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From Best Practices to Next Practices

innovationWe talk a lot about best practices on our blog, and for good reason—they’ve worked for a lot of people for a lot of years. But how often are best practices nothing more than conventional wisdom pretending to be insight? Sure, it’s safe to use best practices. But just as with training wheels, that kind of safety can have a cost. Best practices might help keep you out of trouble, but they won’t necessarily help you break new ground. They can even limit your thinking, and that limits where you can go. So why not move from best practices to next practices?

Create Something “Cool”

That sounds a bit casual, doesn’t it? But really that’s what people engage with most. The types of marketing campaigns that go viral are the ones that captivate their audience with something unusual and different than everything else being shared around.

GRAMMY Award–winning band Arcade Fire have been working on a new album called Reflektor. Instead of just sending out a press release, the band opted to use guerilla marketing with water-soluble graffiti and Instagram posts. The band also created a website called thereflektors.com, which originally featured only a short video of someone writing “Reflektor” on a screen. Music blogs and publications took quickly to covering the short clips and images with the numbers “9/9/9”, which culminated in a nationwide release of their single “Reflektor” on September 9 at 9 p.m.

Now this exact approach may be a little too edgy for most software companies, but the concept itself is effective. Graffiti isn’t a best practice, but video and images are. It’s all about building off of those foundations.

At MozCon, Wil Reynolds (who coined the term “real company sh**” or “#RCS”) discussed the success his company got when mentioned on sites like TechCrunch, Mashable, and Wired by creating a subdomain site titled “How They Make Money.” The idea was simple: create icons of different tech companies that users could hover over and see in simple terms how they make money. Though it wasn’t directly tied to the company’s marketing focus, it got them a lot of traction and attention, which in turn led to more business.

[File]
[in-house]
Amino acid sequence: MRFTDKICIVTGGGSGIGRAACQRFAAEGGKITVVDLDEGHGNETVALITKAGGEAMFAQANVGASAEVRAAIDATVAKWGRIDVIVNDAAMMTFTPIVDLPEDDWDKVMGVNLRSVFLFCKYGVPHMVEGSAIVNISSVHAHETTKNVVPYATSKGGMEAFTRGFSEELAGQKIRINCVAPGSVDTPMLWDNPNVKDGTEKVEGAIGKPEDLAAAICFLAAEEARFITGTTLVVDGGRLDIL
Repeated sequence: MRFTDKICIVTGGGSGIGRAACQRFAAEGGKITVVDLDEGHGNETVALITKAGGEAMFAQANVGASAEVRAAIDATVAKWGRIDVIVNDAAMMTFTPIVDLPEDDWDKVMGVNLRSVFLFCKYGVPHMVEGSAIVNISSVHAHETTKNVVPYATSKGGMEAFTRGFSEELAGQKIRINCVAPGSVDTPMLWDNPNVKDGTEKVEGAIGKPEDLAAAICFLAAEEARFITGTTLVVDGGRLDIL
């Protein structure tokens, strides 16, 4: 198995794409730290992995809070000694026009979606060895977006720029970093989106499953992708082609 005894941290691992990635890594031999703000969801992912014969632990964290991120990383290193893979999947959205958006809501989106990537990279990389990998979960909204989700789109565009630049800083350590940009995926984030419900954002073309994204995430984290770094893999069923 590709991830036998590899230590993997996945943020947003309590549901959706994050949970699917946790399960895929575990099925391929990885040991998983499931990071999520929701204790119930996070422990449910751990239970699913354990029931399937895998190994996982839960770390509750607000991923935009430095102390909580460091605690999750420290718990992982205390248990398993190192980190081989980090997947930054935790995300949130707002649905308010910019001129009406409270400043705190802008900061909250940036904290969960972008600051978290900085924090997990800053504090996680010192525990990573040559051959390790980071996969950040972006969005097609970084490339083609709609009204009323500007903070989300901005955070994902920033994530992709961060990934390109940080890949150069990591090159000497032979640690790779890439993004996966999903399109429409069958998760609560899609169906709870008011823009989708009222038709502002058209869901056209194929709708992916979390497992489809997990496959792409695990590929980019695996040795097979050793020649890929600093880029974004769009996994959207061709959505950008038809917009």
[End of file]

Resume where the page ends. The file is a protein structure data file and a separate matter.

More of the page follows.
If You Build It, They Will Come

Field of Dreams

Be confident in your ideas. Invest in them. If it’s something that is truly innovative, it will produce results. It’s a Field of Dreams scenario, except in this situation you have the tools to ensure you’ll make your dream a reality and not have to rely on the good work of Shoeless Joe Jackson’s ghost.

Take your concept and promote it through your marketing channels. Social media posts, press releases, email campaigns, etc. are all avenues you’d take to promote other promotional efforts and they’re just as viable here. Let your audience know what you’re up to. Put time, money, and effort into it. If it’s something people will find valuable, or at the least entertaining, then you’re on the right track. Innovation only works when you go all in.

Great Innovation Produces Great Results

For all of the risk there’s an even bigger payoff.  In our Internet age, people want to embrace ingenuity. There’s a constant search for the “next big thing.” While landing pages and CTAs do have their place, they’re not going to get nearly as much traction as something that is off-the-wall or creative. If your idea sticks, you get the association as the company that knows how to stand out and break the mold. And that may be the best practice of all.

2547ba2Dusty is the resident Inbound Marketing Specialist at Kitterman Marketing Group, a B2B marketing company that helps clients generate leads through the strategic mix of social, traditional and digital marketing.

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